Taking a chance at potluck?

Let’s not beat around the haystack – potluck lunches are a much-loved institution of Adventist churches everywhere.

However, they are not always great for one’s…ahem…constitution. Sometimes the tummy trouble an hour or two post-feast can adversely affect Sabbath afternoon lay activities, well into Sunday. Yes, we’re talking about food poisoning, but also the effect of the global pandemic on our great Adventist tradition.

When we talk about Risk Management we really mean “outcome management”. The question to ask is, “What is the desired outcome?” Or, “What is our goal?”

Potluck lunches and shared meals bring about a sense of community and togetherness. They are great for our mental health and wellbeing. So, many churches use the opportunity to serve food as part of their fellowship activities and ministry endeavours.

So how can you still incorporate food to achieve the goals your ministry or activity seeks?

Here are our top tips for ensuring your hospitality ministry doesn’t give anyone more than just a free lunch:

  1. If you’re sick with a stomach bug, cold or flu, or gastrointestinal virus DO NOT COOK FOOD FOR ANYONE! In fact, it would be wise to sit out completely.
  2. Keep cold food cold. Keep hot food hot. The food ‘danger zone’ is between 5 to 60 degrees Celsius.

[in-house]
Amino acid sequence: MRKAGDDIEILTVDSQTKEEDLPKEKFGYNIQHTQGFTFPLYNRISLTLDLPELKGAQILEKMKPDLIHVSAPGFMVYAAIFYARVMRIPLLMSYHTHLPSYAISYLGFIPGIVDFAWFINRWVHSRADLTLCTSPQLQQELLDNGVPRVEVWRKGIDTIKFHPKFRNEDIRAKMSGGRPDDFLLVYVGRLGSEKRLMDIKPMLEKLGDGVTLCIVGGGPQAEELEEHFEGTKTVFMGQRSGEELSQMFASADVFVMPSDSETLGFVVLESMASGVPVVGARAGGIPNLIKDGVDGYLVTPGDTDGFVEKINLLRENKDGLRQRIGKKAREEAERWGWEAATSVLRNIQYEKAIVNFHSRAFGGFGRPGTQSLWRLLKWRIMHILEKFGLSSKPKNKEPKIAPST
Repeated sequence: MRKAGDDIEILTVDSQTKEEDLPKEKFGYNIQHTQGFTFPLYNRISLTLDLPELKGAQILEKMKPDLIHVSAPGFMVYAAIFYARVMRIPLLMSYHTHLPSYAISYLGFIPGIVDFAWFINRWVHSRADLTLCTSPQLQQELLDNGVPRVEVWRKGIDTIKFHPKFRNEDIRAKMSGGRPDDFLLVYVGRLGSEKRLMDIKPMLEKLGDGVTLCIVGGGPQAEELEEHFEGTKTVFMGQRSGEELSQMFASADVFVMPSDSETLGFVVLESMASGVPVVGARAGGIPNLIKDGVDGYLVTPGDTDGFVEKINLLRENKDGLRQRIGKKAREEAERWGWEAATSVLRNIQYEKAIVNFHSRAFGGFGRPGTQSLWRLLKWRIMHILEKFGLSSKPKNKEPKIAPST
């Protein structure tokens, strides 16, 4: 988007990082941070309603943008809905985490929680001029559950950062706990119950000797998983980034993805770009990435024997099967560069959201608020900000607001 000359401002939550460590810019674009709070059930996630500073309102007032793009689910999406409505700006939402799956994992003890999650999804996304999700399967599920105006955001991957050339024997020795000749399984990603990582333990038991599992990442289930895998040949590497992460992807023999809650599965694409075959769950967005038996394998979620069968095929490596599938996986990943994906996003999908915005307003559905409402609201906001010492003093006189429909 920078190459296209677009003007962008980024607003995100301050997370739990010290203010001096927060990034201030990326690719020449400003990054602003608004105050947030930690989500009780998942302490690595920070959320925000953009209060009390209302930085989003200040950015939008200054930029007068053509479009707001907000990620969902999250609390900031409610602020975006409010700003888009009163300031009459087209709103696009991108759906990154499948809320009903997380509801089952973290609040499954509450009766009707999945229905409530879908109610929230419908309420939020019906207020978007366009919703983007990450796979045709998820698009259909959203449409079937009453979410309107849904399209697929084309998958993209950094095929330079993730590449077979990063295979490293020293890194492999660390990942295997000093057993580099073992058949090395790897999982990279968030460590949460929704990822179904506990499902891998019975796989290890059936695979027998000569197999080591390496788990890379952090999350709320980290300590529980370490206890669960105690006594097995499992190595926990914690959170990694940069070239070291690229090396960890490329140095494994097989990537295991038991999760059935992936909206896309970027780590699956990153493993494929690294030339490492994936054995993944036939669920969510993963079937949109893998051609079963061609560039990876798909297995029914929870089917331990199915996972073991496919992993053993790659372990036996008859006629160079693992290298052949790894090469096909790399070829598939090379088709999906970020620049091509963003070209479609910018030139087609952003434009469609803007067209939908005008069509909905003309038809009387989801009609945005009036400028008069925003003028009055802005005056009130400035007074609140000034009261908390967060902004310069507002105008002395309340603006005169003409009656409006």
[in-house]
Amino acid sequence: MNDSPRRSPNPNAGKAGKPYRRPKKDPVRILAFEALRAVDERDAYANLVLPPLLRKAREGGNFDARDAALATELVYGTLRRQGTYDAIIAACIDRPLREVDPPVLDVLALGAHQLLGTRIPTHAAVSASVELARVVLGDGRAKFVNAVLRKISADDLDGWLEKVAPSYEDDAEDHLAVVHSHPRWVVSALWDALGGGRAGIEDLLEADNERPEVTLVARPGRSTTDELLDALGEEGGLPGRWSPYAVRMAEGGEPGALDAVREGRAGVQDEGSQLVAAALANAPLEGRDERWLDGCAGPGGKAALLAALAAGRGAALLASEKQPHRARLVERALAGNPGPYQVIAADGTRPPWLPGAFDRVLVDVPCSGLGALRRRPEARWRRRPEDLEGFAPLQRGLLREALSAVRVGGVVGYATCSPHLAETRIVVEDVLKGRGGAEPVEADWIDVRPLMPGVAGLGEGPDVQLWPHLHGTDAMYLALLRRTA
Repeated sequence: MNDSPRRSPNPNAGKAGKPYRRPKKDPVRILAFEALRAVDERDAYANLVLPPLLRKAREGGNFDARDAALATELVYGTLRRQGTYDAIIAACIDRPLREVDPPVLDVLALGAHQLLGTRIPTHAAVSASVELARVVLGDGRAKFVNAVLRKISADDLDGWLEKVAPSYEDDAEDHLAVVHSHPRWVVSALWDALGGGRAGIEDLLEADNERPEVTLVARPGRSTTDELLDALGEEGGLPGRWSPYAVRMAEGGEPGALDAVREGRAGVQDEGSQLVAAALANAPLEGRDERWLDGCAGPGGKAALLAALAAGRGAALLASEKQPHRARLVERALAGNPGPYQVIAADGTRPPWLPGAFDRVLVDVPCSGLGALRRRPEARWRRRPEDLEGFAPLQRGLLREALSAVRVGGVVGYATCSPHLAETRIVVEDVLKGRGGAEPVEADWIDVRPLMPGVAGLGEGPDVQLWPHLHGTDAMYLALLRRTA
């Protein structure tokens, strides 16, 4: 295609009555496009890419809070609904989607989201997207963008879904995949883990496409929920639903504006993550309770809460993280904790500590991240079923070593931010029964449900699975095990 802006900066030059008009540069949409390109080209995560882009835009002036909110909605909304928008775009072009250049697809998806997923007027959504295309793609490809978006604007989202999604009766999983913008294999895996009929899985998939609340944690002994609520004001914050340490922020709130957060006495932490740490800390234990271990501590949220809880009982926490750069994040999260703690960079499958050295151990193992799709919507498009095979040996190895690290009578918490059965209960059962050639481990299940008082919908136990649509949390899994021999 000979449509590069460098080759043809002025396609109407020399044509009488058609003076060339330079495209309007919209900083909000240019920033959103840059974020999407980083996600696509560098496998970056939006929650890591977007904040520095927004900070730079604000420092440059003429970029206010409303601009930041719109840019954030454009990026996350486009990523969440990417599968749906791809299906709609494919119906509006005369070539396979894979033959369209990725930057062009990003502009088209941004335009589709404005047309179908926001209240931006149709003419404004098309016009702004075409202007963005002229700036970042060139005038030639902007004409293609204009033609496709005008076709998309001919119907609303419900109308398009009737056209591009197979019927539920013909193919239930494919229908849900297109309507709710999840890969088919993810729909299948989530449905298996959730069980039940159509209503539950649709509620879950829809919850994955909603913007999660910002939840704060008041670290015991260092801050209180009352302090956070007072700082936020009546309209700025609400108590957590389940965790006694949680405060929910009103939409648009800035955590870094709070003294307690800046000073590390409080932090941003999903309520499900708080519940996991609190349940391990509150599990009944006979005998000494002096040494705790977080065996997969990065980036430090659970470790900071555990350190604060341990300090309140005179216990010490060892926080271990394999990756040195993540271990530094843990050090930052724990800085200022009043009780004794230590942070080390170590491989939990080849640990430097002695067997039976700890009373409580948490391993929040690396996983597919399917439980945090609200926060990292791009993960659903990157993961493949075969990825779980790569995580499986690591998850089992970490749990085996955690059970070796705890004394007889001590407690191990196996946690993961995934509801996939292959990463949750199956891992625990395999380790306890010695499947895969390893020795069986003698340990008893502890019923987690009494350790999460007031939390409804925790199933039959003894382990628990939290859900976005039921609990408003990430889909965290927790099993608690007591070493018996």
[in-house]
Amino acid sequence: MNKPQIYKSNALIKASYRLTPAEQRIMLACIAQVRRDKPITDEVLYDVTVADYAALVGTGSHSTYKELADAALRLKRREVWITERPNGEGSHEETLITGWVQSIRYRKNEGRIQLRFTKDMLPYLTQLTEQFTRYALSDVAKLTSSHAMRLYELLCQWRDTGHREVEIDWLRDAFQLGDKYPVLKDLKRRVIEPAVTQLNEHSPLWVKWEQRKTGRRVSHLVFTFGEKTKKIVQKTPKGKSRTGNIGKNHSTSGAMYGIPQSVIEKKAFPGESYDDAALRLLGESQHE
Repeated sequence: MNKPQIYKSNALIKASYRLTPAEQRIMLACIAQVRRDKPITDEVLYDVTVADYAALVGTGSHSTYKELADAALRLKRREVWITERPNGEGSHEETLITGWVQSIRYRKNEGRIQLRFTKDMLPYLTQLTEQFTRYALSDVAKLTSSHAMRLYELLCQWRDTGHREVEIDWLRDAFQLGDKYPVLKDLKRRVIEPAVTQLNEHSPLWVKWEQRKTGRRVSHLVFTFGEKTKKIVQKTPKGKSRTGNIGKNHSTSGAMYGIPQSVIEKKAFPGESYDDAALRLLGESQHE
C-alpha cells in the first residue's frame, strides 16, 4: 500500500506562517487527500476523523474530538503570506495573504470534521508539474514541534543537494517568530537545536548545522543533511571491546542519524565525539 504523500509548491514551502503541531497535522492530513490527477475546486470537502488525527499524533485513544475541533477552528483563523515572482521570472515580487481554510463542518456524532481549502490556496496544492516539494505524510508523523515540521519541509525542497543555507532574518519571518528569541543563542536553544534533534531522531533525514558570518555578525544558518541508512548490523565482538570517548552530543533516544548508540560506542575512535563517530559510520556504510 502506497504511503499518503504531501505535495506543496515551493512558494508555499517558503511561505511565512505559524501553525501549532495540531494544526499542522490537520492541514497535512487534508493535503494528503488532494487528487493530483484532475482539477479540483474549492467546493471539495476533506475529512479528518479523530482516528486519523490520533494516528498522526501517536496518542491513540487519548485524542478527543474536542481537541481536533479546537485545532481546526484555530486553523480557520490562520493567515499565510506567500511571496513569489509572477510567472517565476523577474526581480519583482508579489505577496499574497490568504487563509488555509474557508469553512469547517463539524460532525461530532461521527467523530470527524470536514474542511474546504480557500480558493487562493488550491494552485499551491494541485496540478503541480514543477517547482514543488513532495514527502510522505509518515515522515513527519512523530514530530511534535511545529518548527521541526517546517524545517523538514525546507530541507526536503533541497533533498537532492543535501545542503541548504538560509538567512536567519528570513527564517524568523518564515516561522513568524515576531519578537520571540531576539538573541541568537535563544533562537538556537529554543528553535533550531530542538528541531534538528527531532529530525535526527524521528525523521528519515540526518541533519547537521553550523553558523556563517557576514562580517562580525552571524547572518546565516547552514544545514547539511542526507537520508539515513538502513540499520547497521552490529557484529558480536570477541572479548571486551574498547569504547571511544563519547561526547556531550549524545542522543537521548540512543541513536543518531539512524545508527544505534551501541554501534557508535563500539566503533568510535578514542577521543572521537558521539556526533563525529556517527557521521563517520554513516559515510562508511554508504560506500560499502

3. As an alternative to buffet-style food service, consider switching to either pre-crafted meals, individual packaged items or delivered meals if your budget and capacity allows.
  4. Do not leave food sitting out for more than 2 hours. If there are leftovers, it may be tempting to store the food so it’s not wasted, but after 2 hours left out food becomes a hazard and the risk of contamination are too great.
  5. If a platter is near empty, replace it with a fresh platter rather than add more food to it. (Ensure COVID-safety restrictions allows sharing of plates at the time of reading this.)
  6. As is always recommended, wash hands before preparing and eating food.
  7. Tie back long hair when preparing or serving food.

To glove or not to glove?
We get this question from time to time. Surprisingly, the Food Standards Code does not require food handlers to wear gloves. If, however, a food handler has a cut hand with a bandaid covering the wound then wearing gloves is recommended.

Wearing gloves comes with further responsibilities as they need to be changed regularly. Gloves must be removed, discarded and replaced in the following circumstances:

  • After handling raw food
  • After using the toilet, smoking, coughing, sneezing, using a handkerchief, eating, drinking or touching the hair, scalp, face or body.

So it is up to you, and what your church catering committee feels they have the capacity to do. You can read more about safe food handling here.